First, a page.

2) And on the theme of having too much of something, no matter how good, I need to finish my radical thinning of the black mondo grass (ophiopogon) and the cyclamen hederafolium which seem determined to try to choke each other out. The mondo grass goes on the compost heap. The large cyclamen corms I am laying as ground cover in an area where I have given up on both Rubus pentalobus (orangeberry) and violets which both proved to be too strong growing.

A fortnightly series first written for the Weekend Gardener and reproduced here with their permission.

In the garden this fortnight: Thursday February 9, 2012

A fortnightly series first published in the Weekend Gardener and reproduced here with their permission.

The only justification for growing seeding campanulata cherries - feeding the scores of tui in late winter

The only justification for growing seeding campanulata cherries - feeding the scores of tui in late winter


A rash of germinating campanulata cherries

A rash of germinating campanulata cherries

We are very cautious about invasive plants here. I know there is an old cliché that says a weed is just a plant in the wrong place but in a large garden, we can’t afford to have out of control triffids. If a plant starts to look dangerous, it probably is. If it is a prolific seeder and the seed is dispersed by birds, it is even more problematic. The campanulata cherries fall into this category and if it weren’t for the scores of tui they attract to the garden each spring, we would do away with them. The seeding bangalow palm (Archontophoenix cunninghamiana) is also a source of angst. The same goes for the Himalayan Daphne bholua which doesn’t just seed. It also suckers below ground. If we lived near a national park or adjacent to a native reserve, we would feel morally obliged to review our hospitality to these ornamental plants.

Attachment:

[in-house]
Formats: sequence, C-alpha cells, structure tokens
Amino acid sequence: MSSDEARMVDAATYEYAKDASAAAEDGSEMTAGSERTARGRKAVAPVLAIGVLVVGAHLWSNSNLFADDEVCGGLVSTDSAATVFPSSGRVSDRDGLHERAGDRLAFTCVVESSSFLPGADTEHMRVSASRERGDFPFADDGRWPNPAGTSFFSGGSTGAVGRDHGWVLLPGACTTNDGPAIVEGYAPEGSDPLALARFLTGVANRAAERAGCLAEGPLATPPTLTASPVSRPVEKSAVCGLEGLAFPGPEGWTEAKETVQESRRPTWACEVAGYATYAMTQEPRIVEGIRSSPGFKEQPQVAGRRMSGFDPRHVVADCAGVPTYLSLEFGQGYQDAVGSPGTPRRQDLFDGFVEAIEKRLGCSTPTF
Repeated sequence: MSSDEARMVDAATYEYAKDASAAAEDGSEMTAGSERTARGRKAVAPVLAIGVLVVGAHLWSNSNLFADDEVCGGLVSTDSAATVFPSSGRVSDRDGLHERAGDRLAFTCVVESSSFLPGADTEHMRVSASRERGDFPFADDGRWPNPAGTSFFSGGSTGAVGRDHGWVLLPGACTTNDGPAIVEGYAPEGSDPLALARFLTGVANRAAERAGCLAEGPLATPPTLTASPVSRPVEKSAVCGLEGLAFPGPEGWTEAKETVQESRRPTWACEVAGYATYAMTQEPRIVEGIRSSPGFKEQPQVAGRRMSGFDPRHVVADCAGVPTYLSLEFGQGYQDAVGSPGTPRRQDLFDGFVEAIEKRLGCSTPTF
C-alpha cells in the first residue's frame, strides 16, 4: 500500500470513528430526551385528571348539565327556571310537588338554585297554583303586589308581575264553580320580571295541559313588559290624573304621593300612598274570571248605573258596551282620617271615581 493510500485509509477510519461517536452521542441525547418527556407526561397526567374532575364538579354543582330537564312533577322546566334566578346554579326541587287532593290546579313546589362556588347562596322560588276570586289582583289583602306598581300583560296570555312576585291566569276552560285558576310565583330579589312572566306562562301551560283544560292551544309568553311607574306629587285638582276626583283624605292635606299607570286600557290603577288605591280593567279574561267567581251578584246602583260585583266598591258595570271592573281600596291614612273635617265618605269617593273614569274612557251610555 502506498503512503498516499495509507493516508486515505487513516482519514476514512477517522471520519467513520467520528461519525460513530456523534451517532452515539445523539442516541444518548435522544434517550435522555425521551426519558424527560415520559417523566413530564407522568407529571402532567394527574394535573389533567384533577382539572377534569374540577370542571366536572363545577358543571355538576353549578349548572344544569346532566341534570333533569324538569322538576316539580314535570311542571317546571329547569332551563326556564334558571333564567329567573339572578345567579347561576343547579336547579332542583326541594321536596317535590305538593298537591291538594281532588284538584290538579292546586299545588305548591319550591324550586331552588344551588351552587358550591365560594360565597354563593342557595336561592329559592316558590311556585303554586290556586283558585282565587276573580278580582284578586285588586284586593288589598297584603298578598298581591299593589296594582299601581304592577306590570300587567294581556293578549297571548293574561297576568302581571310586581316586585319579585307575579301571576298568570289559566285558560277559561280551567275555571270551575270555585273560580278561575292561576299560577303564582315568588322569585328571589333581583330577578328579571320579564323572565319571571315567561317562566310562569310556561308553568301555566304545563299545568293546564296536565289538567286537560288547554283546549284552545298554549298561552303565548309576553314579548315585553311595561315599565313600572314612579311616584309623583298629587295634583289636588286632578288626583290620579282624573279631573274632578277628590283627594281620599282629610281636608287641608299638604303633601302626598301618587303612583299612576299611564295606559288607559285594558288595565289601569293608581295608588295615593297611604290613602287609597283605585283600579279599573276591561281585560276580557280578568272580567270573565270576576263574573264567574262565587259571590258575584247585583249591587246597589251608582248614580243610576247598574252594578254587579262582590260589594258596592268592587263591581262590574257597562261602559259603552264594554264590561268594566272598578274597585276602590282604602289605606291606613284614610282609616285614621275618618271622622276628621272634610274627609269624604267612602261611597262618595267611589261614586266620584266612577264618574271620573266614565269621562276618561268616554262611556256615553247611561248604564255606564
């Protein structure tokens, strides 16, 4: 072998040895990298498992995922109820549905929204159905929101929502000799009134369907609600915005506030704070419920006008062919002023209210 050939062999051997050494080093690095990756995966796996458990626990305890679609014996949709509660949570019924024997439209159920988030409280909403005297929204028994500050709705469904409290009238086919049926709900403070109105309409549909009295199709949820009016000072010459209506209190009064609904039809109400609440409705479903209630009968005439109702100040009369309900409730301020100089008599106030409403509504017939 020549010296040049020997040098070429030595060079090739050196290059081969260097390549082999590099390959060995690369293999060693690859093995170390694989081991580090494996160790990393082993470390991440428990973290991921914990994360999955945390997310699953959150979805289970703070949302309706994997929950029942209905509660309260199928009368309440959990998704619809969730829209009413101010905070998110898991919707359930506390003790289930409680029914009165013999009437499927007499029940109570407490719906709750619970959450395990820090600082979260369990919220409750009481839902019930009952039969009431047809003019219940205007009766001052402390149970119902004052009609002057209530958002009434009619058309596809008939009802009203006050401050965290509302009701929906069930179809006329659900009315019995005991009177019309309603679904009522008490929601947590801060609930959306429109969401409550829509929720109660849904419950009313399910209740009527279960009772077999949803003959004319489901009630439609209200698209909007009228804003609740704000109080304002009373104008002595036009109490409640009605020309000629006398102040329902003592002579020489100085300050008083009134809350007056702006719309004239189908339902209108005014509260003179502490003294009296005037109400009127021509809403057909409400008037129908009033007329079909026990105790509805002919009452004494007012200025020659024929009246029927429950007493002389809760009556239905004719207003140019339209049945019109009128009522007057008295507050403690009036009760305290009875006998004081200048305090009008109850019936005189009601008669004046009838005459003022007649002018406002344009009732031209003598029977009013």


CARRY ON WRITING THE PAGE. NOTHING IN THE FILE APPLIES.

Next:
We are nowhere near as tolerant of wayward perennials and annuals. Forget-me-not may be pretty but it is aptly named. We have been weeding it out for years here and still it stages a comeback. The orangeberry (Rubus pentalobus) had to go when it formed an impenetrable mat after just one year then started climbing and leaping to extend its territory – but never fruited. Some of the ornamental tradescantias (wandering willies) are also invasive. We have a very pretty blue flowered form but it sets prodigious quantities of seed and is popping up in thickets many metres away. The remains of the arum lily Green Goddess still require regular attention to get rid of the last remnants of tiny rhizomes out of the ground.

Where we have plants which set miles too much seed, like the granny bonnets (aquilegias) and the sweet williams (dianthus), we try and deadhead straight into a bucket. From there, they either go to the bottom of a hot compost heap, out with the rubbish or on the burning heap. Composting alone does not kill seeds unless you manage your compost in a way that generates considerable heat. While we don’t mind a certain amount of seeding down of pretty plants, we like to keep them confined to particular areas and don’t want to spread them everywhere when we use the compost as mulch.